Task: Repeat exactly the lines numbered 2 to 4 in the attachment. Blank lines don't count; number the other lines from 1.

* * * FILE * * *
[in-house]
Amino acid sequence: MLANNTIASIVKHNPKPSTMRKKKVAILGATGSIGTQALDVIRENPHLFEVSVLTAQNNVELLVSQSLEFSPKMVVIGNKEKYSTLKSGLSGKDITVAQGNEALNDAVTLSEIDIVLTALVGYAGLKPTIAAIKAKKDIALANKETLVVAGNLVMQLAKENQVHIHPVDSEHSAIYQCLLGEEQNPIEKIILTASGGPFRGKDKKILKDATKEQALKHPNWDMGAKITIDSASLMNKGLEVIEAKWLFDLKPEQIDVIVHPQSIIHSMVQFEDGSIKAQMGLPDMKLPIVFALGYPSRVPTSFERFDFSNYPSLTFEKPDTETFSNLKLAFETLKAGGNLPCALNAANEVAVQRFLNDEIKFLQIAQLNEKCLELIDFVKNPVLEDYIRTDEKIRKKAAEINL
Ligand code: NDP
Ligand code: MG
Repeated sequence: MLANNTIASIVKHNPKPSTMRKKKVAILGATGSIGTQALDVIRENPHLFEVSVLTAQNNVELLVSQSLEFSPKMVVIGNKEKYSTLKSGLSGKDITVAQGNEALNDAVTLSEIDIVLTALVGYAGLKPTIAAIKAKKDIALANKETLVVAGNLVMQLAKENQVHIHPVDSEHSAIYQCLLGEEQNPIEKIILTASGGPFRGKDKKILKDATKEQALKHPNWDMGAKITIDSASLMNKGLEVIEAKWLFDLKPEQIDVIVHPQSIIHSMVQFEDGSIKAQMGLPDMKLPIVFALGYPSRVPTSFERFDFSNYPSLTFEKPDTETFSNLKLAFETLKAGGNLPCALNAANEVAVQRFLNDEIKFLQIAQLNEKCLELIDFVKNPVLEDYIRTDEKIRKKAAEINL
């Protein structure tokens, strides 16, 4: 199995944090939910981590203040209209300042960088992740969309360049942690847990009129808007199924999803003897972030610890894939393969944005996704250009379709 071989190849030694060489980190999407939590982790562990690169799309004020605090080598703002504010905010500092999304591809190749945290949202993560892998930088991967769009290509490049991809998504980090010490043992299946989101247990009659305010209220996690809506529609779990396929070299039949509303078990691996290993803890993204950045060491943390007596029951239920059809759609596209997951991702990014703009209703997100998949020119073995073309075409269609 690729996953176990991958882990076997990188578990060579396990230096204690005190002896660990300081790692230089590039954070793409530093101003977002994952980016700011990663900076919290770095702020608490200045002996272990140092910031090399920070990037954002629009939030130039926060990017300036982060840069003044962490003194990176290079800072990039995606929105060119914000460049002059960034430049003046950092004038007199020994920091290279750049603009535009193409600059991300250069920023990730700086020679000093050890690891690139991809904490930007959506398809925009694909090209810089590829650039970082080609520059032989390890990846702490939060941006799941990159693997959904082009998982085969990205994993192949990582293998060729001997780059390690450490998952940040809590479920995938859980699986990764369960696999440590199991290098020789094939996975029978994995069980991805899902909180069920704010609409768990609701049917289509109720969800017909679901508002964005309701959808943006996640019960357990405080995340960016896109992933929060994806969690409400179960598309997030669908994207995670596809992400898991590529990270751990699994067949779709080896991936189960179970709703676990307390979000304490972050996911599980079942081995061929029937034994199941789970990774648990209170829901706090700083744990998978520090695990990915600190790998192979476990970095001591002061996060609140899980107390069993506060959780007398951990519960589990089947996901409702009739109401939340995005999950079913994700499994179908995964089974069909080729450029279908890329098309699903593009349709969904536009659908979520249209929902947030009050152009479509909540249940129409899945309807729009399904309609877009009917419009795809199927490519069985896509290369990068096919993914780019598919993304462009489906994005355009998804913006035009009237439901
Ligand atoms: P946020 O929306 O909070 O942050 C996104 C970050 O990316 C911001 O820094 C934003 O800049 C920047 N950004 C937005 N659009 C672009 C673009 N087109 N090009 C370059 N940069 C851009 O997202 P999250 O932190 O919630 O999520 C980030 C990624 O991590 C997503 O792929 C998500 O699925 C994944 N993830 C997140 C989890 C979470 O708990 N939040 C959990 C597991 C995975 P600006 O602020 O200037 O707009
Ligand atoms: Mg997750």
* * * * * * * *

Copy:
Amino acid sequence: MLANNTIASIVKHNPKPSTMRKKKVAILGATGSIGTQALDVIRENPHLFEVSVLTAQNNVELLVSQSLEFSPKMVVIGNKEKYSTLKSGLSGKDITVAQGNEALNDAVTLSEIDIVLTALVGYAGLKPTIAAIKAKKDIALANKETLVVAGNLVMQLAKENQVHIHPVDSEHSAIYQCLLGEEQNPIEKIILTASGGPFRGKDKKILKDATKEQALKHPNWDMGAKITIDSASLMNKGLEVIEAKWLFDLKPEQIDVIVHPQSIIHSMVQFEDGSIKAQMGLPDMKLPIVFALGYPSRVPTSFERFDFSNYPSLTFEKPDTETFSNLKLAFETLKAGGNLPCALNAANEVAVQRFLNDEIKFLQIAQLNEKCLELIDFVKNPVLEDYIRTDEKIRKKAAEINL
Ligand code: NDP
Ligand code: MG